Magnolia Blossoms

 ‘Magnolia Blossoms’

 You have been surrounded with flowers since your childhood, expand on the influence of your grandparents in instilling this love?

Every summer my brother, sister and I used to spend a wonderful week with my Grandparents at their home near Leeds. Their garden seemed to go on for miles and was always filled with flowers. My favorite were the fragrant lavender on the steps that overlooked the sheep fields, with all the bees buzzing away in amongst the stems.

Lavender

 ‘Lavender’

 My Grandad used to make these fabulous dens for us which I would set about decorating with daisy chain curtains and floral touches. Even the house inspired my love of painting flowers as my Grandad was a skilled artist and had three of his beautiful paintings of daffodils on the wall of the lounge. We used to go on long walks with my Grandma through meadows filled with wild flowers and hedgerows filled with berries. My grandparents would always give me arty things for presents, my favourites being pattern books that I could fill with colour and a brilliant spirograph set. I also have them to thank for my love of colour and pattern.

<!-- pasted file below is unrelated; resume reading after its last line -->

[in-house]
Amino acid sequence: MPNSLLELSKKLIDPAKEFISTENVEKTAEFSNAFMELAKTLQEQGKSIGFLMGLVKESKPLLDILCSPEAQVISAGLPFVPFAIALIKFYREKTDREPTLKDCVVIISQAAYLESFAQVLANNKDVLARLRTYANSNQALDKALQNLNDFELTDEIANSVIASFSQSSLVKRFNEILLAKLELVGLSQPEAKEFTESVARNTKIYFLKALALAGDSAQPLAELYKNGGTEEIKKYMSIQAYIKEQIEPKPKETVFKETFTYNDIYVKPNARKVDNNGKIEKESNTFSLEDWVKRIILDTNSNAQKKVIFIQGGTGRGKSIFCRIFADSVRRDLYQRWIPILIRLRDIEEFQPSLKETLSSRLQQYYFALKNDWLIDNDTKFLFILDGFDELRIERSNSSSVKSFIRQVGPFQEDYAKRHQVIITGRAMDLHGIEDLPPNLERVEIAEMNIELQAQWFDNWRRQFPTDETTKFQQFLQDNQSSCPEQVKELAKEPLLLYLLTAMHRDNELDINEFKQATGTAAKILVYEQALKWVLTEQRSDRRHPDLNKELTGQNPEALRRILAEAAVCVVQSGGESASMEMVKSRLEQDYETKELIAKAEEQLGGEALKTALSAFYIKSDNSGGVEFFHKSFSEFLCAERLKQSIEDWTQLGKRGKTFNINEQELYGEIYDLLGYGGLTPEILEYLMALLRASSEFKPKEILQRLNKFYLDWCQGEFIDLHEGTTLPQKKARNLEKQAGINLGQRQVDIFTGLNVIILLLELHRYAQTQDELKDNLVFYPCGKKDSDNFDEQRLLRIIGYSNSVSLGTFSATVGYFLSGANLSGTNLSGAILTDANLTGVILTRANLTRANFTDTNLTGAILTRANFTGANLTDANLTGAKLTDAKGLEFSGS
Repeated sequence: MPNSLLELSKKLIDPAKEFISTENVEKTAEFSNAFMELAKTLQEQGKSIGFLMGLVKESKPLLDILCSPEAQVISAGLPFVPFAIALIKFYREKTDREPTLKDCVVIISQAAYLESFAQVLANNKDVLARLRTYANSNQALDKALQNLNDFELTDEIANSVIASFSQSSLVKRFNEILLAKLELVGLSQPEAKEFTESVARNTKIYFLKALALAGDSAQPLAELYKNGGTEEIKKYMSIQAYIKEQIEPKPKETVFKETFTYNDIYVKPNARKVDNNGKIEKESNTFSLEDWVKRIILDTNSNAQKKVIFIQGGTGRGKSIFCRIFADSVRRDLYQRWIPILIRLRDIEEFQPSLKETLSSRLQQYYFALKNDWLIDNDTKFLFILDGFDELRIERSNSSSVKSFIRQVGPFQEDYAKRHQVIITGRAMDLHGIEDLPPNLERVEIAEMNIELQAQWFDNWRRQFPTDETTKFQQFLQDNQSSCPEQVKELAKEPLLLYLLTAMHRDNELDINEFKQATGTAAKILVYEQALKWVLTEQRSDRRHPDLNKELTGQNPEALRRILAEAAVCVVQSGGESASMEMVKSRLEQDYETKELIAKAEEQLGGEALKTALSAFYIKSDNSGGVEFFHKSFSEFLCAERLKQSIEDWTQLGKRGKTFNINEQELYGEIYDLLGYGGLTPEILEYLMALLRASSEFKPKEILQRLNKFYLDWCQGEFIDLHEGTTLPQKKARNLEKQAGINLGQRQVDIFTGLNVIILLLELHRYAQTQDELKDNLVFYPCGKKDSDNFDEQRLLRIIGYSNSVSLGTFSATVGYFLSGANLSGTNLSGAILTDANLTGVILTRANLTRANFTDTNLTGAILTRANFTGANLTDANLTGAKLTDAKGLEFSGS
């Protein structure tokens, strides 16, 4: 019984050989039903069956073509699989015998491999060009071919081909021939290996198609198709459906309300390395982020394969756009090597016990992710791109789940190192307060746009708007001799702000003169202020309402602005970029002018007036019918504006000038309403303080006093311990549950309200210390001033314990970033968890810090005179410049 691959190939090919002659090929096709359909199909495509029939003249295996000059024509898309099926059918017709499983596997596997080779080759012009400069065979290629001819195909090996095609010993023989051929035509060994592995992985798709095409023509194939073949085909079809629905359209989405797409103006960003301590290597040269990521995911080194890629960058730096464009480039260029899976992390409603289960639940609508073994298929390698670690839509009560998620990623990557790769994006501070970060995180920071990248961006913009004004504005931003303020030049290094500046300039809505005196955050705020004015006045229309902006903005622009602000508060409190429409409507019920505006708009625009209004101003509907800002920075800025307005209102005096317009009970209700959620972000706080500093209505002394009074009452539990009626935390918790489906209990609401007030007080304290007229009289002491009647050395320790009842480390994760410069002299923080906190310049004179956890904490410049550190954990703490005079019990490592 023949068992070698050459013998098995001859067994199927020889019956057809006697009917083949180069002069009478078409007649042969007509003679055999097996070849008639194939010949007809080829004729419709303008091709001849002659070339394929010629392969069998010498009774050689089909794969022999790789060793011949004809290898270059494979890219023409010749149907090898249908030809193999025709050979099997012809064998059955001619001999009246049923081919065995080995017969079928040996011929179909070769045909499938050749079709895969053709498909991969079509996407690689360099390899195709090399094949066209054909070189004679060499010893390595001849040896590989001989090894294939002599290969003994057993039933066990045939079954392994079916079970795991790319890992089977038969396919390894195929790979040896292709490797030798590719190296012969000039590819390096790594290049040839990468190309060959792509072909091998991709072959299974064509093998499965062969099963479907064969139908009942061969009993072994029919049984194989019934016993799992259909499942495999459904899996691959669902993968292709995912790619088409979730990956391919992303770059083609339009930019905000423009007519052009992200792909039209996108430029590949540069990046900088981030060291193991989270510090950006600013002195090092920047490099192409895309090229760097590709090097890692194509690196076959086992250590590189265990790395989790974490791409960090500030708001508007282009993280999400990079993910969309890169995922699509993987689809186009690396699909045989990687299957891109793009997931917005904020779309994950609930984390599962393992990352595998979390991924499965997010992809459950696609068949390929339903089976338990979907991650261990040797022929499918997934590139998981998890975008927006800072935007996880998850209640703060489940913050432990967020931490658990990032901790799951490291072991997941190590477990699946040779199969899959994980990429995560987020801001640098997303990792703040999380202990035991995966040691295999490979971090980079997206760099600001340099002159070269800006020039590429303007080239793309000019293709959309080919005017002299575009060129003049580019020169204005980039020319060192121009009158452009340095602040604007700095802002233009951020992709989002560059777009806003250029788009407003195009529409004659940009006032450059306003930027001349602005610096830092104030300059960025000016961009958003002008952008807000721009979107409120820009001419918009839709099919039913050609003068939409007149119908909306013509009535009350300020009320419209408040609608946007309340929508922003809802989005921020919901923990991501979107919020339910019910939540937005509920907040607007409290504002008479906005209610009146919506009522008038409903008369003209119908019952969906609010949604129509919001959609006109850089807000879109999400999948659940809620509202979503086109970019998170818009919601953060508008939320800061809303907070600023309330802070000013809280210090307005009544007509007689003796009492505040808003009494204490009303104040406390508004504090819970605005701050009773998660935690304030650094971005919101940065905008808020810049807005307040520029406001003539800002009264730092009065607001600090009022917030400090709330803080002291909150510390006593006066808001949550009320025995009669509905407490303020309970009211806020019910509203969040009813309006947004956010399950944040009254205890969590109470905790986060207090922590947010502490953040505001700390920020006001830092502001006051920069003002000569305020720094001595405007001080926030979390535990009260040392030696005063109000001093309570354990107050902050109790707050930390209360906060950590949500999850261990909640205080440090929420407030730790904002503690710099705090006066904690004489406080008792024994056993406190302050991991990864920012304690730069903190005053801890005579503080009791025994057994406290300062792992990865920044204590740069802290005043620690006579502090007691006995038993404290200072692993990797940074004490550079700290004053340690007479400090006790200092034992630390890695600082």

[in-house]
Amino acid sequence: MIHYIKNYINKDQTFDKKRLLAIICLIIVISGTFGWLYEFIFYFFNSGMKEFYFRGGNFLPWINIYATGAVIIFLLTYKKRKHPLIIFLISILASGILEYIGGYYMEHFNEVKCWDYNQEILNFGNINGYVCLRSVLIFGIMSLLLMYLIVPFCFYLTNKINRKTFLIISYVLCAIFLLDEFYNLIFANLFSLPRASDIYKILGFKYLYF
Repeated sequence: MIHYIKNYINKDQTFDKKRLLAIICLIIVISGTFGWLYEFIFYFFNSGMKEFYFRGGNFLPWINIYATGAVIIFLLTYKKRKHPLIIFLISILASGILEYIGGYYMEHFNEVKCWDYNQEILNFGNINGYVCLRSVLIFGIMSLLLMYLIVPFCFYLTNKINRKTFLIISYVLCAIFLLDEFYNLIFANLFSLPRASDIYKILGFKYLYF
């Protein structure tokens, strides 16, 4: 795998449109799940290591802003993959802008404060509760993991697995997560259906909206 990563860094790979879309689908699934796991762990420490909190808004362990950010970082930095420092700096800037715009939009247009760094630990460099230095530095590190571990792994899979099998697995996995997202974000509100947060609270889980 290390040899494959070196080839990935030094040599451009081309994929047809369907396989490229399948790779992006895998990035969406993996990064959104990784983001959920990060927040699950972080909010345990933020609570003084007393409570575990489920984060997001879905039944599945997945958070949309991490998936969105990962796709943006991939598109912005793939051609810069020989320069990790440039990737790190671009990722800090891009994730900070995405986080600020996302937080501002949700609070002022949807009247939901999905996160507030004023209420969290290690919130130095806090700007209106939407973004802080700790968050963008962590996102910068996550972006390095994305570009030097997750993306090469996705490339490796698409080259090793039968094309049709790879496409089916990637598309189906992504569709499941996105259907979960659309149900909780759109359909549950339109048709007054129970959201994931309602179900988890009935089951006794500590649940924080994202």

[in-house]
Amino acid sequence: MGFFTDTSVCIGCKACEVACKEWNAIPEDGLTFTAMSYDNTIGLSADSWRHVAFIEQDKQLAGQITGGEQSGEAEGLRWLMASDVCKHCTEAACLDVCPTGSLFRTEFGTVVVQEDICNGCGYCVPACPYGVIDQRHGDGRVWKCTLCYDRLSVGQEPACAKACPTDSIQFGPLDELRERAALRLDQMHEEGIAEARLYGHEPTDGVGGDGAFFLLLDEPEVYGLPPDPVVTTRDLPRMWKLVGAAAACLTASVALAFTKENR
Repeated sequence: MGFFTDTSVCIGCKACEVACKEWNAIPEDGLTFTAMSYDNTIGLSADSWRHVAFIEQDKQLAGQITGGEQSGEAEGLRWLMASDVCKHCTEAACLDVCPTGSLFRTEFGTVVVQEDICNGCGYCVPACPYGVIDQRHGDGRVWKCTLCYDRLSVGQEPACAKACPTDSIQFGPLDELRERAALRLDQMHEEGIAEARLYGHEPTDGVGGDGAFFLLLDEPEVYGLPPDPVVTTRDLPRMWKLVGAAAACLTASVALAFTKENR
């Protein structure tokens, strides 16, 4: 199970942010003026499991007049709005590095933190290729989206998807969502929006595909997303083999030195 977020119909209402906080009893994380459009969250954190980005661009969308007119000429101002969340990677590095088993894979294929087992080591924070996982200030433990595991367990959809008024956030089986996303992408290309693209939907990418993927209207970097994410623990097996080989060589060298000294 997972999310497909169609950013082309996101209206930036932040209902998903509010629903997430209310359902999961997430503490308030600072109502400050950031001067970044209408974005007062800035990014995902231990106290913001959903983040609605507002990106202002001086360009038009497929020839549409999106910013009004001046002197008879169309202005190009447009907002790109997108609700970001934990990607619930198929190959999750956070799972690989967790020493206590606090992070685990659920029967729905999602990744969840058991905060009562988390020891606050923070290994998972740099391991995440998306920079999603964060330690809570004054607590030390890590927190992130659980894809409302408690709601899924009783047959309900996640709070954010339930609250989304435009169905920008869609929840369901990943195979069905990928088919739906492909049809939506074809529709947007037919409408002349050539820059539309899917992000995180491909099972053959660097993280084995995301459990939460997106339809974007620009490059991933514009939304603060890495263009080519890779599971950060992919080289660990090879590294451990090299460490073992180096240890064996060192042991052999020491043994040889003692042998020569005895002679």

Please take two or three places outside the UK where you have had a great floral inspirations and discuss?

One of the most amazing flower displays I’ve ever seen was in Singapore at the botanical gardens. There was an Orchid garden there that was just spectacular. It had hundreds of different types, all in resplendent colour. I spent hours there photographing and drawing as many as I could.